For added safety and for landing, a steerable parafoil will be deployed during ascent and throughout the ride. “You can effectively glide the vehicle back down to the ground from just about any altitude. So it’s a really great safety feature,” Poynter said.
The capsule descends in 20- to 40 minutes and lands on skids.
“Virgin Galactic and other others have really demonstrated that there is a market for experience,” said MacCallum, Paragon’s chief executive and chief technical officer.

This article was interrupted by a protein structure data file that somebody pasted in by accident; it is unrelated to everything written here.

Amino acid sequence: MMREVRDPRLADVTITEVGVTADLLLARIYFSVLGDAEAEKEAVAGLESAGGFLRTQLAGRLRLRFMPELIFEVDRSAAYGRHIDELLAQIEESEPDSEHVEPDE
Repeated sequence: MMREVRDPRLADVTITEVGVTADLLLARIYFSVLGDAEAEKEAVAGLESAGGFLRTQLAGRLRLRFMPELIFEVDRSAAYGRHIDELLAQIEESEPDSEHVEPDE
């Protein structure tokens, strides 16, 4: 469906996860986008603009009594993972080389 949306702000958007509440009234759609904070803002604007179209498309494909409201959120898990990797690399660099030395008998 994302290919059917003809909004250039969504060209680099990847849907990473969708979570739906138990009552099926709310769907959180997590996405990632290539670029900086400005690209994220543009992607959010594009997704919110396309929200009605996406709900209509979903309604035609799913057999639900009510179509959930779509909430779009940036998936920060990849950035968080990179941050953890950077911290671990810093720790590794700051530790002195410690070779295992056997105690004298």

Virgin Galactic, owned by Richard Branson’s London-based Virgin Group, so far has sold about 650 rides on SpaceShipTwo, which currently is undergoing testing in Mojave, Calif. Commercial flights are expected to begin next year.
“One of the things we’re looking at is launching at night so that you get up to altitude and then see dawn from the edge of space and really see that whole transformation of the ground below you and see the terminator -- the edge of sunlight -- move along the Earth below you,” MacCallum said.
Poynter declined to discuss World View’s development costs except to say that funding is in place for a sub-scale demonstration project expected to begin later this year.
Commercial passenger service could begin in about three years, Poynter added.